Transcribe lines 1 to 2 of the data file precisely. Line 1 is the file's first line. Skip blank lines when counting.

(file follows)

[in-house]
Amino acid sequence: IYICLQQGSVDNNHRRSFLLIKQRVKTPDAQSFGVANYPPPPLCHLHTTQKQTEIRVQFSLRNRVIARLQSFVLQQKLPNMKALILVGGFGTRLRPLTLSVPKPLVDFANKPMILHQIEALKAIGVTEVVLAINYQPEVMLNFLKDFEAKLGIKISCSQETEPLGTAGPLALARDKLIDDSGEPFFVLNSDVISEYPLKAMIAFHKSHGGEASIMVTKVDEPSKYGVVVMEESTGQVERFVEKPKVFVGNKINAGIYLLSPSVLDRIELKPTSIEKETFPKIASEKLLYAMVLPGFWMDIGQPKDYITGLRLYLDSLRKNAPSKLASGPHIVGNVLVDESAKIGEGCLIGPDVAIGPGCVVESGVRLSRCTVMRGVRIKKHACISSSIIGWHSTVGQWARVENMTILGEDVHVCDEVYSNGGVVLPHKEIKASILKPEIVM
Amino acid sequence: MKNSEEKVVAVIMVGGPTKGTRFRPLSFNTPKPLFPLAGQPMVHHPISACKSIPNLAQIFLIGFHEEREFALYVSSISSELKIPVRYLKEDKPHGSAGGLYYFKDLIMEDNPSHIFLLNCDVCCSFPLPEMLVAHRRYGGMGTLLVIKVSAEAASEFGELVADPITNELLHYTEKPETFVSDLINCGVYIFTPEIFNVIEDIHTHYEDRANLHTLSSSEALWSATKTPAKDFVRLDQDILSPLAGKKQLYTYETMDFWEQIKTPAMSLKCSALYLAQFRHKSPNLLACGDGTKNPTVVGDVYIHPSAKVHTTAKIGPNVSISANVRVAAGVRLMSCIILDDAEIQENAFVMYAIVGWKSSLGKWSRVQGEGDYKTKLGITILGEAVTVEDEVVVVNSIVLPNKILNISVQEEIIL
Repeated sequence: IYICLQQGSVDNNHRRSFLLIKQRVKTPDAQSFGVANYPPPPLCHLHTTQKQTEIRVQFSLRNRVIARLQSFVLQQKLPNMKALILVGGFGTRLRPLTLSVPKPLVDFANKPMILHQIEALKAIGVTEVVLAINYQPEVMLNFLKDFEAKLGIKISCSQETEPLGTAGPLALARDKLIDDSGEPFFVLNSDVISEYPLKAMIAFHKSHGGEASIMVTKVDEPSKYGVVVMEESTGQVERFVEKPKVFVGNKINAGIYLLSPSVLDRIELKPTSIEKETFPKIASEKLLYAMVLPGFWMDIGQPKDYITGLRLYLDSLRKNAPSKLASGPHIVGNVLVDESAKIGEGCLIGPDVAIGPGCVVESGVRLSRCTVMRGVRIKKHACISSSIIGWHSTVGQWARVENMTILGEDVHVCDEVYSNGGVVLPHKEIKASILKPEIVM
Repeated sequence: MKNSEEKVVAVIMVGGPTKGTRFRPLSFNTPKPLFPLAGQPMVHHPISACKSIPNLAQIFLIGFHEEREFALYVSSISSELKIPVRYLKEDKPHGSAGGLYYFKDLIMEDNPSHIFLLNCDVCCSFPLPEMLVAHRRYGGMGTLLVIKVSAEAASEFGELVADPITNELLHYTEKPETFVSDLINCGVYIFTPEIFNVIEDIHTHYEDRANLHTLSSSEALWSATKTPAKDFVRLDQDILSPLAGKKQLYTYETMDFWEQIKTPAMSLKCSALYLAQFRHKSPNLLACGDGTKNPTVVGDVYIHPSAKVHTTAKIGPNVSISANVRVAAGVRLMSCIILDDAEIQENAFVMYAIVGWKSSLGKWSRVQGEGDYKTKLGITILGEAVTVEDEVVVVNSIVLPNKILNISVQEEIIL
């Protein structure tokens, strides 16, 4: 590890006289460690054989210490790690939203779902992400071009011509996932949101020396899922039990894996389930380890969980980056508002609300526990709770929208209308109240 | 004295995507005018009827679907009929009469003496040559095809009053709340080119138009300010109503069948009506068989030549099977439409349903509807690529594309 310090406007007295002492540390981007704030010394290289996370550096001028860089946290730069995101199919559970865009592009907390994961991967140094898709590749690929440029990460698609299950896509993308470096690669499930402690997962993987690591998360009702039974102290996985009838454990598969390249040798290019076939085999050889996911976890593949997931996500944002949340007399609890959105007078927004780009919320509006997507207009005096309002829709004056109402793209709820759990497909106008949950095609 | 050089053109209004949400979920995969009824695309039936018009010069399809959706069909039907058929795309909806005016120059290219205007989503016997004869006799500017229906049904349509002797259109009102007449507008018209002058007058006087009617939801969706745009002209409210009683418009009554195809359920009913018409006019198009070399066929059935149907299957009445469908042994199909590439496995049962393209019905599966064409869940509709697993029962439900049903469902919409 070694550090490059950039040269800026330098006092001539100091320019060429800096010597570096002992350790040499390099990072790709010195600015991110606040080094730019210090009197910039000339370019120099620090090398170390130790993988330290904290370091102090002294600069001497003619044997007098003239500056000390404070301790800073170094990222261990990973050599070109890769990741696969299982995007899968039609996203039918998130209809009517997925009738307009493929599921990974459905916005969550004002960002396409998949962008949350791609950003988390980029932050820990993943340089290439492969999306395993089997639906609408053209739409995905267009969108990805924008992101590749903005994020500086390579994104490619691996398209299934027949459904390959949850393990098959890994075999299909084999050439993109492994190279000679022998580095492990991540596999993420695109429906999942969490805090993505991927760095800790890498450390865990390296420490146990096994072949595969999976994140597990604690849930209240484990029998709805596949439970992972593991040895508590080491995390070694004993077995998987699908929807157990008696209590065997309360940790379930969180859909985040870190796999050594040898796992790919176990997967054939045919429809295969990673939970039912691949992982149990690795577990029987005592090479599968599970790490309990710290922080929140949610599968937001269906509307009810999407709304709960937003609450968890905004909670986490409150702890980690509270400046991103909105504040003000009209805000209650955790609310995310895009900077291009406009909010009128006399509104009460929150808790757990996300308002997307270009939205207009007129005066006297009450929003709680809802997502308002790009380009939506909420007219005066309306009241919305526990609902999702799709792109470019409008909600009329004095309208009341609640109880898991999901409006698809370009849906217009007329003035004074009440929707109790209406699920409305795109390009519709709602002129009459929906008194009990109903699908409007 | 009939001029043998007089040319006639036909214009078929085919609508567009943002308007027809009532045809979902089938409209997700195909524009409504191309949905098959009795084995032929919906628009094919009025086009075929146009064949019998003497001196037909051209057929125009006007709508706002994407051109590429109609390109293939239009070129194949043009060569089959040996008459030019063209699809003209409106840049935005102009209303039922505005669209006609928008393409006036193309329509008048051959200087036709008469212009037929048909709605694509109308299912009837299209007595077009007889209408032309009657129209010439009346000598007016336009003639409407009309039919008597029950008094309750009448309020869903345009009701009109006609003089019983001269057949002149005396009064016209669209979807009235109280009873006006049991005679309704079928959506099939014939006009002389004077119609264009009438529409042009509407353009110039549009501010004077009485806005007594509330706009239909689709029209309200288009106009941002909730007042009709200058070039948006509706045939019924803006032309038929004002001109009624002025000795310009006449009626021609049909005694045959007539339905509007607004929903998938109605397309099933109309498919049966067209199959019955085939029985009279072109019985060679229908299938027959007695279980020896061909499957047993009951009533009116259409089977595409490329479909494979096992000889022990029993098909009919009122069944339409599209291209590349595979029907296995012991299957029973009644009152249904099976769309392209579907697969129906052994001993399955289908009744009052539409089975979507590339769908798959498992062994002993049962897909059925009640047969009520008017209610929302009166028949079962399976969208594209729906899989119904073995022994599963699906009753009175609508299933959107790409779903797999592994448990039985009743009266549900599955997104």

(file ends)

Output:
[in-house]
Amino acid sequence: IYICLQQGSVDNNHRRSFLLIKQRVKTPDAQSFGVANYPPPPLCHLHTTQKQTEIRVQFSLRNRVIARLQSFVLQQKLPNMKALILVGGFGTRLRPLTLSVPKPLVDFANKPMILHQIEALKAIGVTEVVLAINYQPEVMLNFLKDFEAKLGIKISCSQETEPLGTAGPLALARDKLIDDSGEPFFVLNSDVISEYPLKAMIAFHKSHGGEASIMVTKVDEPSKYGVVVMEESTGQVERFVEKPKVFVGNKINAGIYLLSPSVLDRIELKPTSIEKETFPKIASEKLLYAMVLPGFWMDIGQPKDYITGLRLYLDSLRKNAPSKLASGPHIVGNVLVDESAKIGEGCLIGPDVAIGPGCVVESGVRLSRCTVMRGVRIKKHACISSSIIGWHSTVGQWARVENMTILGEDVHVCDEVYSNGGVVLPHKEIKASILKPEIVM